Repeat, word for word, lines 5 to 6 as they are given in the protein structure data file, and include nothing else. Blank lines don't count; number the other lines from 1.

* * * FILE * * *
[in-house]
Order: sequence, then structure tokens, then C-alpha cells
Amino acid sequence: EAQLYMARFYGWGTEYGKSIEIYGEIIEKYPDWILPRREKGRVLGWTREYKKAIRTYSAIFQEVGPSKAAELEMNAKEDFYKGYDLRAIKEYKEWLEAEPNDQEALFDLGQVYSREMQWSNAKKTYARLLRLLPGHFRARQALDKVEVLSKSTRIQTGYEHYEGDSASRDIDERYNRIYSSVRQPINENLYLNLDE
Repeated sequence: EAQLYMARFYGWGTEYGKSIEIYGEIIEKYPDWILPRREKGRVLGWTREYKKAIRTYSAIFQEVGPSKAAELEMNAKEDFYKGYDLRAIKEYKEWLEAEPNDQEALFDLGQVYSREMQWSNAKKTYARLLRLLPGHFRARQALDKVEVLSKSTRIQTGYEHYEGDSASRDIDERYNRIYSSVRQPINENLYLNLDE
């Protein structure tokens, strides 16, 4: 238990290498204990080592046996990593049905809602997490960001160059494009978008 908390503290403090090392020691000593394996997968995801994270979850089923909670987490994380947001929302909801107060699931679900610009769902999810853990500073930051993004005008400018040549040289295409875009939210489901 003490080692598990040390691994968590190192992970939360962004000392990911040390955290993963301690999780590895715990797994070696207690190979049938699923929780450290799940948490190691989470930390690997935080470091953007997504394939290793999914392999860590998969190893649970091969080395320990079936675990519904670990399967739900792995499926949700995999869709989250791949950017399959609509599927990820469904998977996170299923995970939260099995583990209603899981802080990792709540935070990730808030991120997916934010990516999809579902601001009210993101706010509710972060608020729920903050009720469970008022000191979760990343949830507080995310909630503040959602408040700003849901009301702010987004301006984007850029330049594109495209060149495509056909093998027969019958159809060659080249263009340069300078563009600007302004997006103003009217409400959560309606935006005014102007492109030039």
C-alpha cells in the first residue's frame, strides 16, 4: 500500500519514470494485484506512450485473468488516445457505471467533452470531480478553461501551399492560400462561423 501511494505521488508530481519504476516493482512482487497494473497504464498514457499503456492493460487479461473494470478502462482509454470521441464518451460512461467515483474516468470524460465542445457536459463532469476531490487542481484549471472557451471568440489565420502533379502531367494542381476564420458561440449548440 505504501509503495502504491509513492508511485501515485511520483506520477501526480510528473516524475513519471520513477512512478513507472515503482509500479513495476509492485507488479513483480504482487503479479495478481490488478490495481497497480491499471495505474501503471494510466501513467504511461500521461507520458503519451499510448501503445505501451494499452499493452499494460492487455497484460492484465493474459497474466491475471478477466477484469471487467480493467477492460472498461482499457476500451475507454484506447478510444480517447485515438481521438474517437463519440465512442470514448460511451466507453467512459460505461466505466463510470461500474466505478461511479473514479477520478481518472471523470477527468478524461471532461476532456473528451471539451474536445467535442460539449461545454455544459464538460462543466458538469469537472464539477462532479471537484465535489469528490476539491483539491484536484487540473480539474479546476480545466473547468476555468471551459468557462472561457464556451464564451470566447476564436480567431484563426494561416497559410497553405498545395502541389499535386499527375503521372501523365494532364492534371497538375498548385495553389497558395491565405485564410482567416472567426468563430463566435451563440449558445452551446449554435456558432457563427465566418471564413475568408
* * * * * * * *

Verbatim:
């Protein structure tokens, strides 16, 4: 238990290498204990080592046996990593049905809602997490960001160059494009978008 908390503290403090090392020691000593394996997968995801994270979850089923909670987490994380947001929302909801107060699931679900610009769902999810853990500073930051993004005008400018040549040289295409875009939210489901 003490080692598990040390691994968590190192992970939360962004000392990911040390955290993963301690999780590895715990797994070696207690190979049938699923929780450290799940948490190691989470930390690997935080470091953007997504394939290793999914392999860590998969190893649970091969080395320990079936675990519904670990399967739900792995499926949700995999869709989250791949950017399959609509599927990820469904998977996170299923995970939260099995583990209603899981802080990792709540935070990730808030991120997916934010990516999809579902601001009210993101706010509710972060608020729920903050009720469970008022000191979760990343949830507080995310909630503040959602408040700003849901009301702010987004301006984007850029330049594109495209060149495509056909093998027969019958159809060659080249263009340069300078563009600007302004997006103003009217409400959560309606935006005014102007492109030039």
C-alpha cells in the first residue's frame, strides 16, 4: 500500500519514470494485484506512450485473468488516445457505471467533452470531480478553461501551399492560400462561423 501511494505521488508530481519504476516493482512482487497494473497504464498514457499503456492493460487479461473494470478502462482509454470521441464518451460512461467515483474516468470524460465542445457536459463532469476531490487542481484549471472557451471568440489565420502533379502531367494542381476564420458561440449548440 505504501509503495502504491509513492508511485501515485511520483506520477501526480510528473516524475513519471520513477512512478513507472515503482509500479513495476509492485507488479513483480504482487503479479495478481490488478490495481497497480491499471495505474501503471494510466501513467504511461500521461507520458503519451499510448501503445505501451494499452499493452499494460492487455497484460492484465493474459497474466491475471478477466477484469471487467480493467477492460472498461482499457476500451475507454484506447478510444480517447485515438481521438474517437463519440465512442470514448460511451466507453467512459460505461466505466463510470461500474466505478461511479473514479477520478481518472471523470477527468478524461471532461476532456473528451471539451474536445467535442460539449461545454455544459464538460462543466458538469469537472464539477462532479471537484465535489469528490476539491483539491484536484487540473480539474479546476480545466473547468476555468471551459468557462472561457464556451464564451470566447476564436480567431484563426494561416497559410497553405498545395502541389499535386499527375503521372501523365494532364492534371497538375498548385495553389497558395491565405485564410482567416472567426468563430463566435451563440449558445452551446449554435456558432457563427465566418471564413475568408